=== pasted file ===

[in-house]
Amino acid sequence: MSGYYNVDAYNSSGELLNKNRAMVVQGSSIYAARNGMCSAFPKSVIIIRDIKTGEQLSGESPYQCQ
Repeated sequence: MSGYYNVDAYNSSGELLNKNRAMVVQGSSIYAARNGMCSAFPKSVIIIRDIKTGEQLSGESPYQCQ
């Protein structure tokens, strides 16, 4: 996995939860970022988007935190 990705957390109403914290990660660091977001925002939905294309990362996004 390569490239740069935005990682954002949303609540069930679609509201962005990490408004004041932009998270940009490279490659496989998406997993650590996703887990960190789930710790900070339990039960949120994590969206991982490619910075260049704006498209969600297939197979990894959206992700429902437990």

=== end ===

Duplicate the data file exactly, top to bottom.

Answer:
[in-house]
Amino acid sequence: MSGYYNVDAYNSSGELLNKNRAMVVQGSSIYAARNGMCSAFPKSVIIIRDIKTGEQLSGESPYQCQ
Repeated sequence: MSGYYNVDAYNSSGELLNKNRAMVVQGSSIYAARNGMCSAFPKSVIIIRDIKTGEQLSGESPYQCQ
């Protein structure tokens, strides 16, 4: 996995939860970022988007935190 990705957390109403914290990660660091977001925002939905294309990362996004 390569490239740069935005990682954002949303609540069930679609509201962005990490408004004041932009998270940009490279490659496989998406997993650590996703887990960190789930710790900070339990039960949120994590969206991982490619910075260049704006498209969600297939197979990894959206992700429902437990």